In the case of ivories, the full effect of these depictions is sometimes lost because significant elements would originally have been painted. However, it would have been selective polychromy because to paint the whole scene would have negated the point of using such a beautiful material. In some examples, the key factor is simply the very presence of the Sun and Moon (figure 1) as witnesses to the solemn event , although in some depictions there remains a potential carved allusion to an eclipse (figure 2) and unfortunately we do not know if paint might have once been applied to enhance the light and shade .
As crucial as these ivories were the depictions in illuminated gospels and sacramentaries (liturgies). One touching interpretation of eclipses can be found in the Echternach Gospels (c.1050) in which the Sun and Moon are personified and the eclipse takes the form of figures shrouding their faces in grief as the Gospel story proceeds (figure 3). Similar ideas also appear in the Metz Sacramentary (figure 4) created for the Bishop of Metz around 850 and here the mourning Moon is thought to represent the grief of the whole Church [2, p. 136 (footnote 38)].
It could be said that in these early depictions the solar eclipse is part of the artist’s iconographic toolkit rather than treated as a precise physical event. However, it has been argued by Olson & Pasachoff , in their seminal essay on eclipses in art, that in due course the nascent science of astronomy came to influence artists. They cite the example of Giotto’s painting of the Star of Bethlehem in his Adoration of the Magi, being one of the key frescoes in Scrovegni Chapel in Padua (figure 5). Their proposition is that the artist is really showing the stella cometa (what we now know at Halley’s Comet), revealing the influence of the new thinking at prestigious Padua university. Certainly, this ‘star’ has a tail, unlike the more conventional static image radiating heavenly power.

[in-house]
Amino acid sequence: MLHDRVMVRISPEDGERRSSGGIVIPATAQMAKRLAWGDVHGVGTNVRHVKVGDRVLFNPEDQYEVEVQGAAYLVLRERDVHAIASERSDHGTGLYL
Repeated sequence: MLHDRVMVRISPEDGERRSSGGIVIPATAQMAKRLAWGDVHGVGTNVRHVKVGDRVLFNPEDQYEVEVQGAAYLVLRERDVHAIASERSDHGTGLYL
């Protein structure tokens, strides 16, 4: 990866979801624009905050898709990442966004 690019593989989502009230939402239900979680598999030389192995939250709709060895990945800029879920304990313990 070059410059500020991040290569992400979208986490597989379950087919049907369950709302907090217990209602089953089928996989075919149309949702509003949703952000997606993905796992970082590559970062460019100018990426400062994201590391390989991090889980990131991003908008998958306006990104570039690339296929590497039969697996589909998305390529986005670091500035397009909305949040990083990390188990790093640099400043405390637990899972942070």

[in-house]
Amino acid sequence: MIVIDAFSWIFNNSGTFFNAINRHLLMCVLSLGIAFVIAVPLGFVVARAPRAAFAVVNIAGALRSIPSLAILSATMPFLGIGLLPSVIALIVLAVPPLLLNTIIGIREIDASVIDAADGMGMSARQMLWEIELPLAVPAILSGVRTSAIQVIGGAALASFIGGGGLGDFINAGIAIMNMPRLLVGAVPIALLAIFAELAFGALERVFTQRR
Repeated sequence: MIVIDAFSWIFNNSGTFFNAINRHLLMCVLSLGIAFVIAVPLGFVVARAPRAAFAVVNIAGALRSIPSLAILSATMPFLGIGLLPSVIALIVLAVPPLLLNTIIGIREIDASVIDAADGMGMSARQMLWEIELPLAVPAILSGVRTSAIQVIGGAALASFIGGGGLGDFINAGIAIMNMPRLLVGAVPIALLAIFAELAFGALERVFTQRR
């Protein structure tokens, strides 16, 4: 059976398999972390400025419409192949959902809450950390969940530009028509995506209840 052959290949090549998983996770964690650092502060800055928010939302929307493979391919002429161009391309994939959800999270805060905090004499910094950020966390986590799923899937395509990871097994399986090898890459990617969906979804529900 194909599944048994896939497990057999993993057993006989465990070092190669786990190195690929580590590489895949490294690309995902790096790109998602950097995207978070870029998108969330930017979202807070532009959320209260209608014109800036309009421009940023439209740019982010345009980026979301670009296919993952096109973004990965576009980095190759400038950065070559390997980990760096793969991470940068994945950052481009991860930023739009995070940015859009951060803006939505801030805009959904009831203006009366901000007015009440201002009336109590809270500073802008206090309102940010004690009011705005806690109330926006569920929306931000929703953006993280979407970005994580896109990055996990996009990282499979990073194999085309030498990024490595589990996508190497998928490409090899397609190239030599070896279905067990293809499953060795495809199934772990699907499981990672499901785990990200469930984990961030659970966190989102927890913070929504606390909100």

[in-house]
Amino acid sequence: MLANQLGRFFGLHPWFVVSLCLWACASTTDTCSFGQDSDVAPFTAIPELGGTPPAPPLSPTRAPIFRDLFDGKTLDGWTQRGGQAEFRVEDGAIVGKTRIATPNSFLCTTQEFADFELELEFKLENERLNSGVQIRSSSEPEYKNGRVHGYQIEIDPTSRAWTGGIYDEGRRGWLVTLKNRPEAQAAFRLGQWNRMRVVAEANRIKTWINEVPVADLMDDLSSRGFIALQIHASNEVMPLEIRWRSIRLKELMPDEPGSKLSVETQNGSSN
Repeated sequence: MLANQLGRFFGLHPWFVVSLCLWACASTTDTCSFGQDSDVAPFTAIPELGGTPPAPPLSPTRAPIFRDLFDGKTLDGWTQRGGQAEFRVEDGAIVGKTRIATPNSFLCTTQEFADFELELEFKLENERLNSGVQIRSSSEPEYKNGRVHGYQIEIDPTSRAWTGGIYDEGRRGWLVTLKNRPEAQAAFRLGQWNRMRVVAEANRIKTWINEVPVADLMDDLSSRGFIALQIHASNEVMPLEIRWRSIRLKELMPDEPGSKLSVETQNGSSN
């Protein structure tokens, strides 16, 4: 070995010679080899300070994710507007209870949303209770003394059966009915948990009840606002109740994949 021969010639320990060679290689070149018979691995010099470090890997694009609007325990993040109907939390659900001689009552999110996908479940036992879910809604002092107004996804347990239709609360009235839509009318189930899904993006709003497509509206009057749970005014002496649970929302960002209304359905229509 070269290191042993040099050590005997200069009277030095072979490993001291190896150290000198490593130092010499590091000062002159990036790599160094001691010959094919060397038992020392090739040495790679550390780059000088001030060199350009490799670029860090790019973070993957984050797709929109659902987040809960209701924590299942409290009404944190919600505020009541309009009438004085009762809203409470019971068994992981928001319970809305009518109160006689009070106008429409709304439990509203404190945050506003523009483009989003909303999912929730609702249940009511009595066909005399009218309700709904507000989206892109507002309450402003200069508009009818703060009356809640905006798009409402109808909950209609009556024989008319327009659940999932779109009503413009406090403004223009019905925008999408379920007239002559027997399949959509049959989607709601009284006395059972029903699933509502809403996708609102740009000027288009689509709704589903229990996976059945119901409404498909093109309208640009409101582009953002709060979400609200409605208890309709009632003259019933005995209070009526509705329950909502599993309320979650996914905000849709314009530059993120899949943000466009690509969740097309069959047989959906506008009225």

Nevertheless, although we are now considering images more than two centuries later than the earlier manuscripts, the orthodox approach remains the dominant one. For example, in 1376–1378, Giusto de Menabuoi decorated the interior of the Paduan Baptistry and here we see the conventional formula of a Sun and Moon (figure 6). However, this painting has the advantage of colour and we can see the artist attempted to allude to reality with the Moon exhibiting the red glow of a lunar eclipse and the Sun appearing cool and pale. Slightly more puzzling is the great Jan Van Eyck Crucifixion of 1422 in which the central panel shows a waning Moon to the left of Christ but makes no reference to a solar eclipse at all (figure 7).
Finally, one interesting proposition is that artists in the period might reveal the personal meaning of an eclipse even when that specific event is not per se the subject of the painting. It has been argued that Giotto passed on his interest in natural phenomena to his pupil Taddeo Gaddi. He was partially blinded by observing an eclipse in Florence in July 1330. The suggestion is that Gaddi expressed his physical trauma in his nocturnal Annunciation to the Shepherds in Sante Croce . The shepherd shields his eyes from dazzling light and the angel almost looks as if it is eclipsing the Sun (figure 8).
3. The eclipse in the Renaissance
As the Renaissance gathered pace from the end of the fifteenth century onwards, so traces of new knowledge can be identified, especially if taking a generous view of what counts as artistic. For example, important astronomical texts started to include impressive illustrations. A fine example is the Regiomontanus Kalendarium of 1476 with depictions of the phases of a solar eclipse (figure 9). Similarly, the Theorica Novae Planetarium (1553) by Georg von Peuerbach includes some excellent diagrams and explanations (figure 10). In both case, as alas for most comparable work at this date, we do not know who the illustrator/artist was. However, the artist is clear in the case of the humanist-inspired frescoes created by Giorgione in his hometown of Castelfranco. They include a diagram of a solar and lunar eclipse (figure 11), which may have been sourced by the artist or patron from the Kalendarium .
Artists could still have a real appreciation of the realistic features of a solar eclipse, but savour their use in a highly religious context. A fine example of this is a fresco created by Raphael and his workshop Isaac, Rebecca and Abimelech (1518–19) for the Vatican (figure 12) and some have suggested that it was no coincidence that the workshop may well have witnessed an annular eclipse that passed over Italy in June 1518 . It is certainly plausible as that is precisely what is painted.